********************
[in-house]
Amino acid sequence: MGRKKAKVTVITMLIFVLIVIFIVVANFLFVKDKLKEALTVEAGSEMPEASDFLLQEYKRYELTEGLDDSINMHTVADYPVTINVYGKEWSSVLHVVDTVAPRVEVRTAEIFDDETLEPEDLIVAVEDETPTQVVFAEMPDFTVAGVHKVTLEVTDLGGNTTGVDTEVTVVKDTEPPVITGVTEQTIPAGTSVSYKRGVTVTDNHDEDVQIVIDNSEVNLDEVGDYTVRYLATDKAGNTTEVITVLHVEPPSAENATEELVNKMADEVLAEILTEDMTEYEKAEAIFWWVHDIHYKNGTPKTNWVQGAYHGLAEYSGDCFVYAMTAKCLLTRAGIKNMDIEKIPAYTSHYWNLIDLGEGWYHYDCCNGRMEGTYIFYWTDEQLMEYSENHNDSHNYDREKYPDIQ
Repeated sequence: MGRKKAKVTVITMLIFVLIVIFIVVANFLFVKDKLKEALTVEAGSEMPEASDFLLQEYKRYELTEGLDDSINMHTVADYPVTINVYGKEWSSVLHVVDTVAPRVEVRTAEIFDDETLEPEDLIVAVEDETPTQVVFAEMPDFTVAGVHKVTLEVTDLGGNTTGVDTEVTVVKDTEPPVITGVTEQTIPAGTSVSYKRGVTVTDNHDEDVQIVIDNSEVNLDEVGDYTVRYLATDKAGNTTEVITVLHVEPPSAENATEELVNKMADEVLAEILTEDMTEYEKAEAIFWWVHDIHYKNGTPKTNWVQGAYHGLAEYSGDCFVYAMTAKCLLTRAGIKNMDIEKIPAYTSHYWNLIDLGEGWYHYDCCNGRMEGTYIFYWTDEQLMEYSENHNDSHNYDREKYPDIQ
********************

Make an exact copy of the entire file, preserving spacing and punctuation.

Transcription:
[in-house]
Amino acid sequence: MGRKKAKVTVITMLIFVLIVIFIVVANFLFVKDKLKEALTVEAGSEMPEASDFLLQEYKRYELTEGLDDSINMHTVADYPVTINVYGKEWSSVLHVVDTVAPRVEVRTAEIFDDETLEPEDLIVAVEDETPTQVVFAEMPDFTVAGVHKVTLEVTDLGGNTTGVDTEVTVVKDTEPPVITGVTEQTIPAGTSVSYKRGVTVTDNHDEDVQIVIDNSEVNLDEVGDYTVRYLATDKAGNTTEVITVLHVEPPSAENATEELVNKMADEVLAEILTEDMTEYEKAEAIFWWVHDIHYKNGTPKTNWVQGAYHGLAEYSGDCFVYAMTAKCLLTRAGIKNMDIEKIPAYTSHYWNLIDLGEGWYHYDCCNGRMEGTYIFYWTDEQLMEYSENHNDSHNYDREKYPDIQ
Repeated sequence: MGRKKAKVTVITMLIFVLIVIFIVVANFLFVKDKLKEALTVEAGSEMPEASDFLLQEYKRYELTEGLDDSINMHTVADYPVTINVYGKEWSSVLHVVDTVAPRVEVRTAEIFDDETLEPEDLIVAVEDETPTQVVFAEMPDFTVAGVHKVTLEVTDLGGNTTGVDTEVTVVKDTEPPVITGVTEQTIPAGTSVSYKRGVTVTDNHDEDVQIVIDNSEVNLDEVGDYTVRYLATDKAGNTTEVITVLHVEPPSAENATEELVNKMADEVLAEILTEDMTEYEKAEAIFWWVHDIHYKNGTPKTNWVQGAYHGLAEYSGDCFVYAMTAKCLLTRAGIKNMDIEKIPAYTSHYWNLIDLGEGWYHYDCCNGRMEGTYIFYWTDEQLMEYSENHNDSHNYDREKYPDIQ